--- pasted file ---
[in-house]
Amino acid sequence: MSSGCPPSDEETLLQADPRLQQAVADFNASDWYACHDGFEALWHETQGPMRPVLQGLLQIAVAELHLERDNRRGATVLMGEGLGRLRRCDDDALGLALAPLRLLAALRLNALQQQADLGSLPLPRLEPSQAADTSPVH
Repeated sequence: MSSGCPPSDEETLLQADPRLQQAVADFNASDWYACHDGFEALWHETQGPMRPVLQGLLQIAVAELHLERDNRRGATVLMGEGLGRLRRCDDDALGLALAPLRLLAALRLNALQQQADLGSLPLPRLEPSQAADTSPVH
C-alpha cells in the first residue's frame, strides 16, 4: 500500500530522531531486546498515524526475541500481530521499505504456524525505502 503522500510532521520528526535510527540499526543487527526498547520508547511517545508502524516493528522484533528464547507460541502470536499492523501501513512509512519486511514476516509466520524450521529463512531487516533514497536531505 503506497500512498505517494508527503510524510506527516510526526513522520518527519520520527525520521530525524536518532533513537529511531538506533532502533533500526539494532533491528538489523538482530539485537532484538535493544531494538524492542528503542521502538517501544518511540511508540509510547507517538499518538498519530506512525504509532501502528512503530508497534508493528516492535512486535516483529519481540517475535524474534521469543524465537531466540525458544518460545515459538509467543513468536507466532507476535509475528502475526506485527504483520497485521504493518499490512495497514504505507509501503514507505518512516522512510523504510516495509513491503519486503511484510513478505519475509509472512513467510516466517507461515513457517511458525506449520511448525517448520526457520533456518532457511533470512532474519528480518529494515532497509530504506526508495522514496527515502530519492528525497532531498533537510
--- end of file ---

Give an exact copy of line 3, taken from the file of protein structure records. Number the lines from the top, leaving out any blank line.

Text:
Repeated sequence: MSSGCPPSDEETLLQADPRLQQAVADFNASDWYACHDGFEALWHETQGPMRPVLQGLLQIAVAELHLERDNRRGATVLMGEGLGRLRRCDDDALGLALAPLRLLAALRLNALQQQADLGSLPLPRLEPSQAADTSPVH